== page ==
As of Jan. 29, 2016, there are six confirmed cases of Zika virus in California, all of which were contracted when traveling in other countries with Zika virus outbreaks in 2013 (1), 2014 (3) and 2015 (2). CDPH will continue monitoring for any confirmed cases in California and will provide weekly updates every Friday. To protect patient confidentiality, specific locations of infected patients cannot be disclosed.
Zika virus is primarily transmitted to people by Aedes aegypti and Aedes albopictus mosquitoes, the same mosquitoes that can transmit dengue and chikungunya viruses. These mosquitoes — which are not native to California — have been identified in 12 California counties, although there are no known cases where the mosquitoes were carrying the Zika virus in this state. The six confirmed cases of Zika virus in California were acquired in other countries.
The Centers for Disease Control and Prevention (CDC) have issued a travel alert (Level 2-Practice Enhanced Precautions) for people traveling to regions and certain countries where Zika virus transmission is ongoing: American Samoa, Brazil, Colombia, Costa Rica, Curacao, El Salvador, French Guiana, Guatemala, Haiti, Honduras, Martinique, Mexico, Nicaragua, Panama, Paraguay, Suriname, Venezuela and Puerto Rico.
People traveling to these and other countries with known Zika virus risk should take steps to avoid being bitten by mosquitoes, including:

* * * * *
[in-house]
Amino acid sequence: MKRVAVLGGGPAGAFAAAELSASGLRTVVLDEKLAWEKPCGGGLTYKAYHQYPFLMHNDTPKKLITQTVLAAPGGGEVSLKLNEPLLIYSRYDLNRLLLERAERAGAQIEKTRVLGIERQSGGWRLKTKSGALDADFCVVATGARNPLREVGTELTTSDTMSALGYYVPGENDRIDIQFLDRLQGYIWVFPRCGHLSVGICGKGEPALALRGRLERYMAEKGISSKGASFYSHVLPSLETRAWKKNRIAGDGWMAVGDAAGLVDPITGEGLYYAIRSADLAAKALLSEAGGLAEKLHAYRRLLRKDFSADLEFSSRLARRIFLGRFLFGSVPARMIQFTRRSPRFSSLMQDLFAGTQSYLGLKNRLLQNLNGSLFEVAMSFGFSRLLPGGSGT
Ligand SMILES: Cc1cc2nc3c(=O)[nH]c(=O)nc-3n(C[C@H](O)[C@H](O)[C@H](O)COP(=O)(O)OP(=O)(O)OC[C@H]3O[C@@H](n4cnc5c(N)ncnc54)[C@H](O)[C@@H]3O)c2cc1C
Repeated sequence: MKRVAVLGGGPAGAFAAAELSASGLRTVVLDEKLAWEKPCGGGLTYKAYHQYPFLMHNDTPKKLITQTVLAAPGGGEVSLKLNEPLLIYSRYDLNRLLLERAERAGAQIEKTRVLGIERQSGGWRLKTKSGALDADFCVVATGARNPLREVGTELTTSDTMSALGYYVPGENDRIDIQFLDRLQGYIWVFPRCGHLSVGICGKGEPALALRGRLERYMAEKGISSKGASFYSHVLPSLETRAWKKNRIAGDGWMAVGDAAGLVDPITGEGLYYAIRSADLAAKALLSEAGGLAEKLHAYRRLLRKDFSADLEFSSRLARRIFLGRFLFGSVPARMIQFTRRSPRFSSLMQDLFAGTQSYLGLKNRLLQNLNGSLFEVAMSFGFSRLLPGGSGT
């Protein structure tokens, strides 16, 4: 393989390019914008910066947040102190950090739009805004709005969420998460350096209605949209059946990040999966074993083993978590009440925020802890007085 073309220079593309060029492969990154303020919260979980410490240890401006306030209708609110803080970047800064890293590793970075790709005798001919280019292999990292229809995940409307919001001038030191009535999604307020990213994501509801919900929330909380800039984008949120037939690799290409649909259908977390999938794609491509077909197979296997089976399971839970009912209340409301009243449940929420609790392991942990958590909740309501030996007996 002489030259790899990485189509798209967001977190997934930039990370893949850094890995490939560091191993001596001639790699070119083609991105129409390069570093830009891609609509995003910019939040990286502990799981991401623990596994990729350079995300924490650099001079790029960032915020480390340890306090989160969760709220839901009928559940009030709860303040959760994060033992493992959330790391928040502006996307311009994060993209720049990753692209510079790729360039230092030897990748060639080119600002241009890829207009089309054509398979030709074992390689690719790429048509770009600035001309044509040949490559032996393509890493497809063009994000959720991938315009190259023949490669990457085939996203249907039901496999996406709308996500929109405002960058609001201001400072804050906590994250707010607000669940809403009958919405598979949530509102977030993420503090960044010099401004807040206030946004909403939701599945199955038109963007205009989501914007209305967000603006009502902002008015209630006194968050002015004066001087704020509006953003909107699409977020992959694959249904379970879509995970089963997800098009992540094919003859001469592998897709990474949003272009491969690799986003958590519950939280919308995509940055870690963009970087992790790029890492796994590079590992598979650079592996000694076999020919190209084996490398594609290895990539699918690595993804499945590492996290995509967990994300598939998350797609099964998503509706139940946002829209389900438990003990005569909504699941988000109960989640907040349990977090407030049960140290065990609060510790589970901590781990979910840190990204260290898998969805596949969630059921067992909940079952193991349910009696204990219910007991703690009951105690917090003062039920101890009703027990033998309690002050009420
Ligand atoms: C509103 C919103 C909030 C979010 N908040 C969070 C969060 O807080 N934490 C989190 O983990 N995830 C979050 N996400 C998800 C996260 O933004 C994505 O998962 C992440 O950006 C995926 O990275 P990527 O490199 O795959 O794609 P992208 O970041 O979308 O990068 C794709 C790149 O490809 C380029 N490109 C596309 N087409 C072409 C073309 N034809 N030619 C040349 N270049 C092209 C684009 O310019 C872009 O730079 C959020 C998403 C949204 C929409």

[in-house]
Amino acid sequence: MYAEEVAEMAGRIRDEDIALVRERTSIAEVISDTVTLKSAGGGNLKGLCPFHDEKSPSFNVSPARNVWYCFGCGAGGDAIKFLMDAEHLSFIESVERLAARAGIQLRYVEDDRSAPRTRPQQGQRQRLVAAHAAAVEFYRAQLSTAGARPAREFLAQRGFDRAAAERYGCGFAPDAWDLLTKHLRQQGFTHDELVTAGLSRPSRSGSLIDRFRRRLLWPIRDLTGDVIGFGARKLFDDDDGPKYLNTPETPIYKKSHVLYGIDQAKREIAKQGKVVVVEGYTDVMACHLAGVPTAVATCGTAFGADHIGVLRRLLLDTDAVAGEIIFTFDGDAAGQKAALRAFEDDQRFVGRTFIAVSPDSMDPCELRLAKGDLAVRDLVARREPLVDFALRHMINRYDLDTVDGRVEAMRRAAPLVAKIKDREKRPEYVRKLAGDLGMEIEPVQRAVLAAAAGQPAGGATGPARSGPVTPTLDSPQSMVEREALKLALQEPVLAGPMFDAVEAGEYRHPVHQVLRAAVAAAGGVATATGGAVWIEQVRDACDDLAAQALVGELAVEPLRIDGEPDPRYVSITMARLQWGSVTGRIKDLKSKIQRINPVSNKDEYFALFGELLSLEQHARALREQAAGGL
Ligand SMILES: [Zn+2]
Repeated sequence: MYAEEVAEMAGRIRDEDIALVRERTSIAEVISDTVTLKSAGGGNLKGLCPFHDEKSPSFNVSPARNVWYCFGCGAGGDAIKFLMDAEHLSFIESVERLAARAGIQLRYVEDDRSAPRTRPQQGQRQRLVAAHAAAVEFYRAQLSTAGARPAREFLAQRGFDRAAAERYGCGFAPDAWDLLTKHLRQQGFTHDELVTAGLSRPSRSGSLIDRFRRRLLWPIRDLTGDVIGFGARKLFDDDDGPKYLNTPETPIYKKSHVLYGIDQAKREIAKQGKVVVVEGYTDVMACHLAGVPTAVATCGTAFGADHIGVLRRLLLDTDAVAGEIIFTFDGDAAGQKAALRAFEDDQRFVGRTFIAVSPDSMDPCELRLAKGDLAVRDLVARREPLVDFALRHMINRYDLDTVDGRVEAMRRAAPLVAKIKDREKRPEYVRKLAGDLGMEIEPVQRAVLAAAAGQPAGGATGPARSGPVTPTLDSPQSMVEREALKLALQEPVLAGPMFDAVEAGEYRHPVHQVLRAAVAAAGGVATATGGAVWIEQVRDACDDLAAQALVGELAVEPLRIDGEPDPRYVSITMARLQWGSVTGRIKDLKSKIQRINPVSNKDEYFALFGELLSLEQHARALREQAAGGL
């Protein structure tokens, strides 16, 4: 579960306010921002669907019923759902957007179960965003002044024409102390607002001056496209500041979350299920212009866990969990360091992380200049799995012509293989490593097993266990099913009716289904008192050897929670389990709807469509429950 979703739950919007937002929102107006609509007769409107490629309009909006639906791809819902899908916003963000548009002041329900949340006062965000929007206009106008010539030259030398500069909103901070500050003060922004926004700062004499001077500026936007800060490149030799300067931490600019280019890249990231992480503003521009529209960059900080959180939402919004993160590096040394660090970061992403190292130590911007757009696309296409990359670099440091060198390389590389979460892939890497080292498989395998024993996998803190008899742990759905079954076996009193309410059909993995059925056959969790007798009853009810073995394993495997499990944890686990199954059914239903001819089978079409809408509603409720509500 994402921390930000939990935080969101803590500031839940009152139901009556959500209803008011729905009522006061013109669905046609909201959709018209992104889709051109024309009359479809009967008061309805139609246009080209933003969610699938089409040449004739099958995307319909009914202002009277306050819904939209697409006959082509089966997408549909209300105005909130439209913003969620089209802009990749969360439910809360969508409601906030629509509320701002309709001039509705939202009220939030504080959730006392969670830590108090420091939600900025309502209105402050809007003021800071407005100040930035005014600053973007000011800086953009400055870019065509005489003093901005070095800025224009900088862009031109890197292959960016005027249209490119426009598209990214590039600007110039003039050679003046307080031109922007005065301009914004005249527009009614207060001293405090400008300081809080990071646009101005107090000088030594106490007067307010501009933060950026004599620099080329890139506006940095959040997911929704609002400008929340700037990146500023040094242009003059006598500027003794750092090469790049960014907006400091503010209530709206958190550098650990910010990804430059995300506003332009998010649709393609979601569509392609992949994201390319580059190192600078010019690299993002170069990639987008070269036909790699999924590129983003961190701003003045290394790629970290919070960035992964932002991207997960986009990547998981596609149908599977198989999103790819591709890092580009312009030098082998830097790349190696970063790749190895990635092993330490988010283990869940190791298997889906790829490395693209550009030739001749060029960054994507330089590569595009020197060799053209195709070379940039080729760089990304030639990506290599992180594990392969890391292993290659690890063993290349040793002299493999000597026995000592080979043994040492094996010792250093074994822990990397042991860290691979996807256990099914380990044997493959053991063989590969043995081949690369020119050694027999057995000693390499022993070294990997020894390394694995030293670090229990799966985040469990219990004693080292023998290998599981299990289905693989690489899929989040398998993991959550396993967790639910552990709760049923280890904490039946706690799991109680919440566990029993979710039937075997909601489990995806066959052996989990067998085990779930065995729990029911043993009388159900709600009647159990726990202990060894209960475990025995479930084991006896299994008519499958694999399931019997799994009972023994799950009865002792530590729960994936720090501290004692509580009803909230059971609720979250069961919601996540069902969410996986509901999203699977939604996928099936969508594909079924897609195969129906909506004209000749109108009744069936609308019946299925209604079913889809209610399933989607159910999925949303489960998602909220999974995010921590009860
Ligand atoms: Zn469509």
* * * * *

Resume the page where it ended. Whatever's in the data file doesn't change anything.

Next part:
Use insect repellents containing DEET, picaridin, IR3535, oil of lemon eucalyptus, or para-menthane-diol for long lasting protection. If you use both sunscreen and insect repellent, apply the sunscreen first and then the repellent. Pregnant women and women who are breastfeeding can and should choose an EPA-registered insect repellent and use it according to the product label
Wear long-sleeved shirts and long pants
Use air conditioning or window/door screens to keep mosquitoes outside. If you are not able to protect yourself from mosquitoes inside your home or hotel, sleep under a mosquito bed net
Help reduce the number of mosquitoes outside by emptying standing water from containers such as flowerpots or buckets
The CDC and CDPH have also issued guidance for pregnant women recommending they avoid countries where Zika virus is circulating. Pregnant women who cannot avoid travel to these countries should talk to their health care provider and take steps to avoid mosquito bites. The CDC and CDPH have also provided guidance for physicians on the evaluation of pregnant women and infants who may have been exposed to Zika virus.
Most people infected with Zika virus will not develop symptoms. If symptoms do develop, they are usually mild and include fever, rash and eye redness. If you have returned from an affected country and have fever with joint pain, rash within two weeks, or any other symptoms following your return; please contact your medical provider and tell the doctor where you have traveled. While there is no specific treatment for Zika virus disease, the best recommendations are supportive care, rest, fluids and fever relief.